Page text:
For nearly 30 years, SAPALDIA has been collecting complex life and health data from nearly 10,000 people from all over Switzerland. Thanks to this long-term study, we know, for example, the impact that smoking, nutrition, high blood pressure and stress have on the health of older people. These results have had a substantial impact on Swiss health policy. The study also made a critical contribution to the stringent legal limits on particulate matter that are in place in Switzerland today. At the international level, the results were included in the air quality guidelines issue by the World Health Organization (WHO). 

In order to promote further research into non-communicable diseases, Swiss TPH and its partner networks have invested in the development of long-term studies in Kosovo, Africa, South-East Asia and South America.

Knowledge transfer to West Africa

Swiss TPH recently built the first biobank in rural Africa in collaboration with the Centre Suisse de Recherches Scientifiques (CSRS) and its former Director General, Bassirou Bonfoh. A long-term study in Taabo, a CSRS research location, is looking into the connection between diabetes, high blood pressure and infectious diseases. The physicians trained as part of the study examine and treat patients. Samples are stored and transported to the national biobank at the Pasteur Institute, in the city of Abidjan in refrigerated trucks.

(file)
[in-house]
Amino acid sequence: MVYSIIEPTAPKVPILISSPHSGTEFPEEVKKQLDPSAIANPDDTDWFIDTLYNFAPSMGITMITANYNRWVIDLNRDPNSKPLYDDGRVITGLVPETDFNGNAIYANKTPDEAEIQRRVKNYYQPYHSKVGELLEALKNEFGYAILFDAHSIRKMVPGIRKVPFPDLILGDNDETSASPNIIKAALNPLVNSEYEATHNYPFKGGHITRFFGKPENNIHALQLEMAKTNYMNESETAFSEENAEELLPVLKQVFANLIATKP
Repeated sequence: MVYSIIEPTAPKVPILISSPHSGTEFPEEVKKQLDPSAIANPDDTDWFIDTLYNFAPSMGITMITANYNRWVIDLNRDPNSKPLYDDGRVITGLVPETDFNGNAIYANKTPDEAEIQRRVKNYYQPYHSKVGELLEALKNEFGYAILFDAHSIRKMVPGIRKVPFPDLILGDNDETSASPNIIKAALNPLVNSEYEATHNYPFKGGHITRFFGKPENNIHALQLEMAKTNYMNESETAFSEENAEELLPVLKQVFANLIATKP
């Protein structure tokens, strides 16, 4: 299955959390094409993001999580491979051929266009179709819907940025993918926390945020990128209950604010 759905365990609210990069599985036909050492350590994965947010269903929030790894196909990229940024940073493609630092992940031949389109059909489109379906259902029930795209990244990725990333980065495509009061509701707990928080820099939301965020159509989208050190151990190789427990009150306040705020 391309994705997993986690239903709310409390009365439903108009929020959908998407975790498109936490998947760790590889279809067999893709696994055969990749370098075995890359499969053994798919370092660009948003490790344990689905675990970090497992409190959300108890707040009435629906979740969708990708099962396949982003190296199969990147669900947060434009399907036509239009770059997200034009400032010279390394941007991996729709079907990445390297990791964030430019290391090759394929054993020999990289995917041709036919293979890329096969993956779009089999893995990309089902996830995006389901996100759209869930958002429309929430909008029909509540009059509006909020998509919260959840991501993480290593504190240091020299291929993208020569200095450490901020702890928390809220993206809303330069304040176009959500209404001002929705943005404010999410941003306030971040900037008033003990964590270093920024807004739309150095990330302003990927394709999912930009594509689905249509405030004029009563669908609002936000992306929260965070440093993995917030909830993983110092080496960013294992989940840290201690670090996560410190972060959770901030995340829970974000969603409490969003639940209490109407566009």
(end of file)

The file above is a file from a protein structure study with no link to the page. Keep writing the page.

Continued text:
The first results of this particular study have shown that malaria and fever have an impact on high blood pressure. In order to be able to properly diagnose chronic diseases and collect dependable epidemiological data, a diagnosis should only be made when the patient is fever-free. “This does not prove, however, that people with high or low blood pressure will later develop a greater risk for malaria infection”, notes Probst-Hensch. “It is precisely to answer questions such as these, that long-term data and samples are needed.”

Environmental research in South Africa

South Africa has become a focal point of environmental research conducted by Swiss TPH in recent years. The country has been a strategic focus of research and technical collaboration with Switzerland since 2007. The University of Basel and Swiss TPH function as a so-called “Leading House” for sub-Saharan Africa. In this context, the joint Chair for Global Environmental Health was established five years ago at the University of Cape Town and Swiss TPH. “In addition to all its natural beauty, South Africa provides numerous opportunities for studying a range of environmental exposures,” said Röösli, Head of Environmental Exposures and Health at Swiss TPH.